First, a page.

1 Physical impairment blindness etc OC is such care as an ordinarily prudent

1 physical impairment blindness etc oc is such care

This preview shows page 10 - 11 out of 33 pages.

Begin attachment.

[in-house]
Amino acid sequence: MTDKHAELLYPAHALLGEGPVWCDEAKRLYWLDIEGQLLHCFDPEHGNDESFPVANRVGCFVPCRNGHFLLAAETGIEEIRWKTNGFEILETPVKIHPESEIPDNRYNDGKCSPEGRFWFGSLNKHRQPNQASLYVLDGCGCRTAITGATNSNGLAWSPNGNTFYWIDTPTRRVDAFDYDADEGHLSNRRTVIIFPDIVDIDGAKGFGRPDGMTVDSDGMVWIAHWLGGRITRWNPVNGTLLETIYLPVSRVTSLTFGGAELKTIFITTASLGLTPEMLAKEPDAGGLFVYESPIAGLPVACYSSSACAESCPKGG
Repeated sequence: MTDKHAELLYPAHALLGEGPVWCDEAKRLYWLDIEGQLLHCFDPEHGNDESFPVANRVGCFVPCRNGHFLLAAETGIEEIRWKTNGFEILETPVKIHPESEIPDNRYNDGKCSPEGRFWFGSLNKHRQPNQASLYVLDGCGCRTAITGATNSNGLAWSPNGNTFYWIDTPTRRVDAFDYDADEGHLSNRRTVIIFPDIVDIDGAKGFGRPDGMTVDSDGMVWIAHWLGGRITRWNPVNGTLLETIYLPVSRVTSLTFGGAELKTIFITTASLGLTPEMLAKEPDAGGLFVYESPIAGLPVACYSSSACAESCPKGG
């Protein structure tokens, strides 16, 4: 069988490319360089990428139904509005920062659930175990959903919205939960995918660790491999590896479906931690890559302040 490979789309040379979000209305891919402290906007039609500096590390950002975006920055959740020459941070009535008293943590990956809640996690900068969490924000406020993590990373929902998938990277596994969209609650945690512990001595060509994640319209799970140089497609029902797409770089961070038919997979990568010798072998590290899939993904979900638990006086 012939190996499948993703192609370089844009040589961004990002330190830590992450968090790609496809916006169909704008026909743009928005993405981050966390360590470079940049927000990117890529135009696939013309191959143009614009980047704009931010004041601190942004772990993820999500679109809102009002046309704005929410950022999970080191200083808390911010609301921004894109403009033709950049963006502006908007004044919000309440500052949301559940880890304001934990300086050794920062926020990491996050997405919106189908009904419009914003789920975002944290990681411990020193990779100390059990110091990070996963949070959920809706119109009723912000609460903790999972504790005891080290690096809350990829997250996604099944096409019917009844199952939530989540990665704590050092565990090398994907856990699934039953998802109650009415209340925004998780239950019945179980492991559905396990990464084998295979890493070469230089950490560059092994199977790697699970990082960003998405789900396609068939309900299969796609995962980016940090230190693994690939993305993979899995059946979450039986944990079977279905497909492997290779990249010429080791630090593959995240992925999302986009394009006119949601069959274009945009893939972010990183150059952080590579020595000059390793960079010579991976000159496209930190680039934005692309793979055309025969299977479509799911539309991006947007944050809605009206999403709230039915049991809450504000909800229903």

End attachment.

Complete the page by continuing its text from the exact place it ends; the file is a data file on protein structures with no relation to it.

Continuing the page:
1. Physical impairment ( blindness, etc.): OC is such care as an ordinarily prudent person with a like infirmity would have exercised under the same or similar circumstances. a. Sudden incapacitation (stroke, heart attack, etc.) is not foreseeable, the standard of care is that of a reasonable person under similar circumstances. 2. Mental capacity is NOT considered as part of the “circumstances.” (Intoxication, mental illness (retardation, Alzheimer’s, etc.), insanity, and low intelligence do not release a defendant from liability). a. Creasy v. Rusk : Alzheimer pt kicks P, causes injury. Court holds mental disability does not excuse a person from liability i. HOWEVER mental patients do not have a duty to their medical caretakers. One-way street of liability. b. If persons are to ‘live in the world’ then they are held to the same standard of care of reasonable person under same circumstances without regard to D’s capacity or control or ability to understand the consequences c. Inclusive social policies: since rights of disabled have been enforced, disabled persons should be treated the same as non-disabled persons 3. Special abilities or strength: D is required to exercise the OC that a reasonable person with the same knowledge, strength, etc. would reasonably exercise under the circumstances. a. Hills v. Sparks : P killed by D’s neglig driving of earth-mover truck; court held that D’s superior knowledge in how to operate machine should be the standard of duty to apply 4. CHILD’S STANDARD OF CARE : The duty to exercise the same care that a reasonable child of the same age, experience, or intelligence would use a. Policy Rationale: children need to be children i. Hudson-Connor v. Putney : adult standard does not apply when using a golf cart b. Exception : Adult or Inherently dangerous activity the child will be held to adult’s SOC i. Policy Rationale: discourages kids from engaging in inherently dangerous activities. ii. Robinson v. Lindsay : 13 year-old defendant held liable for snowmobile accident. c. For very young children, there is no negligence. d. Compare fact situations and find the operative legal principal. It may be narrow or broad. If a hypothetical occurred where 2 children were injured playing with fireworks, exceptions of adult, inherently dangerous, or driving could possibly be applied. c. P laintiff must establish a theory of breach (the inadequacy of the defendant’s response to the plaintiff’s slowing down; the defendant’s following too closely, going too fast, not paying attention, etc.) in order to establish that a defendant has breached the ordinary standard of care. d. Negligence Per Se: Specification of Particular Standards or Duties i. Negligence as a matter of law, in violation of statute. ii. NPS alters the way we think about duty, and replaces the SOC with the statute. It does not chance the other elements of negligence analysis.
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